Energy for Brunch

Still sick with a cold, but clearly no longer exhausted, as I had plenty of energy to make brunch for the family, AND send two e-mails I’d been avoiding afterwards. Yay, me.

Plan for today — keep going on clothing sort; I’m down to workout clothes at this point, so almost done. I have a date with some friends for online board gaming at 1 (at Board Game Arena), which should be fun. I think we might teach a couple of them Wingspan.

Oh, speaking of gaming, while sick yesterday, I played two games of TM with the Hellas expansion and corporate era rules (against the computer), which gives a bunch more cards than the basic game, which is good for me getting used to playing with them before I play Alex again, because I think some of his consistently stomping me is because he just knows the cards a lot better than I do. I played two games as Saturn Systems and Ecoline, and in both of them I managed a much more developed science game than usual (easily passing 7 science tags) and ended up breaking 200 on both, which I don’t usually do. So that was nice.

Sometime today, if I don’t get tired, I’d like to start actually exercising again — I kind of fell off the wagon when ChiCon started, and I can feel the difference in my body. No good. Tentative date with Anand for pool fight at 4-ish, which should take care of it. 🙂

And if I get really ambitious, I might do a little writing — my workshop actually really liked the food memoir piece I gave them, which was very good, because I had worked on it for so long, I was ready to give up on it in despair. They think it just needs a little tweaking before it’s ready to send out. Which means I need to figure out the right markets for a literary food memoir piece (around 5000 words). Onwards, I suppose.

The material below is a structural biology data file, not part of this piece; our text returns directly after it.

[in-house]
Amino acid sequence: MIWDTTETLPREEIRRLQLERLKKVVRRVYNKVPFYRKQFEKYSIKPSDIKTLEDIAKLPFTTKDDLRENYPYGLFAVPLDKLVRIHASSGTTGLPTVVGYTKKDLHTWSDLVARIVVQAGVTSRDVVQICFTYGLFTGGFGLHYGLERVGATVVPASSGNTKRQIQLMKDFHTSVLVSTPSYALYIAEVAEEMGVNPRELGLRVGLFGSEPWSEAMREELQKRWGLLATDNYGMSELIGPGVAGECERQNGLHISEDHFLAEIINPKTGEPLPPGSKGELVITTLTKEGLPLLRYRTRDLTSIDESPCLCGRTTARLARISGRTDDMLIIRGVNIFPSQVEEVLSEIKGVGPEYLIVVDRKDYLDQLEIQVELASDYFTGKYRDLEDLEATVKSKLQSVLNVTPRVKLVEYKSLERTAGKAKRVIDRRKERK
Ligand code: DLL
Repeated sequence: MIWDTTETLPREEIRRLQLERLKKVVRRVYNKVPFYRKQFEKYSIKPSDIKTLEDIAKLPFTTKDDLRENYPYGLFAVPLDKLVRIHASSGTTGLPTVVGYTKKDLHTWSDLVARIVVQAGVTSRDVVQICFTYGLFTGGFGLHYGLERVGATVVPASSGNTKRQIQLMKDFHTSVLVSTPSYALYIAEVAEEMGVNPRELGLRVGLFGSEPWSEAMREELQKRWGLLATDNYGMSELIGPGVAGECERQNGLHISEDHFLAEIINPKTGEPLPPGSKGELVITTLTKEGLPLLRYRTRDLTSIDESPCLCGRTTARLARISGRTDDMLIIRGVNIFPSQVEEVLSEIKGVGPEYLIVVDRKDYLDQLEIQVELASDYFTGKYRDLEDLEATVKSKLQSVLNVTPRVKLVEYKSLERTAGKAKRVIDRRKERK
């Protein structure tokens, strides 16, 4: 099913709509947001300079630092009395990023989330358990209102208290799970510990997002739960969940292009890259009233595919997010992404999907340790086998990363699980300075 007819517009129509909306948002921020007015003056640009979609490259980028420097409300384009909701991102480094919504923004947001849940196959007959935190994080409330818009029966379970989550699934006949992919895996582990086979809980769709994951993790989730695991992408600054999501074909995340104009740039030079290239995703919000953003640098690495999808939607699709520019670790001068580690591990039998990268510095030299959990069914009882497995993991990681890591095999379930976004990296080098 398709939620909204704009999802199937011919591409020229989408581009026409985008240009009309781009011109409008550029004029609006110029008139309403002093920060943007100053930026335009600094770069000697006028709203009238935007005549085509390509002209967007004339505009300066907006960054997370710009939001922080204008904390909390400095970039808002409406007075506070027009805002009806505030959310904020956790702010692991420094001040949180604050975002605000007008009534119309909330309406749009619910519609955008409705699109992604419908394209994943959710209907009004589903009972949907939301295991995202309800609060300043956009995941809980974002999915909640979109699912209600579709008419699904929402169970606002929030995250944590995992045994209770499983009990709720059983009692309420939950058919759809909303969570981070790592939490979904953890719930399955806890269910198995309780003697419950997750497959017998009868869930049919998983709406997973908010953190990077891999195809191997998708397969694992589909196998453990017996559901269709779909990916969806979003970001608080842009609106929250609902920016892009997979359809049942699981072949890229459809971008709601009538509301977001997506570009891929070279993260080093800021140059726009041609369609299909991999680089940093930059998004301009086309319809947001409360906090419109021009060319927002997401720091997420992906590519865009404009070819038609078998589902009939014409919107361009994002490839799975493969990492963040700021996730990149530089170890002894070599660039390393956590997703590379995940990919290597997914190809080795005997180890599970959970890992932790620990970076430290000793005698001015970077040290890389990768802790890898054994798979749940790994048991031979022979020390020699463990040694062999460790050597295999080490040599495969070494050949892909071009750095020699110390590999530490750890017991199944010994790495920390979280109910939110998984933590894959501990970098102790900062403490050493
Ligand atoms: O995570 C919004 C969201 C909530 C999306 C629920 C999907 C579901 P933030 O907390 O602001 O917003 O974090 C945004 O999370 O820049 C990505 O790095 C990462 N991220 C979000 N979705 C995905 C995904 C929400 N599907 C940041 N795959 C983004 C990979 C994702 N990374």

“In my mother’s kitchen, the cupboard held a lazy susan stuffed full of little glass jars, bottles that had once held boullion cubes, labels rinsed off. When you opened the door, complex spice scents rose, mingled with the tang of tamarind that had somehow always dripped from the container. Jars full of whole spices and ground, both individual and blends: cinnamon, cardamom, and cloves, mustard seed and cumin seed and fenugreek, chili powder and turmeric and more.

Amma had strict rules for which ones you used when, but none of the jars were labelled — she just knew the difference. Some nights, I’d sneak into the kitchen and reach to the back of the cupboard for her precious dark jaggery; I’d hack off pieces with the biggest knife, addicted to its complex palm sugar sweetness, then sneak it back in, hoping she wouldn’t notice…”

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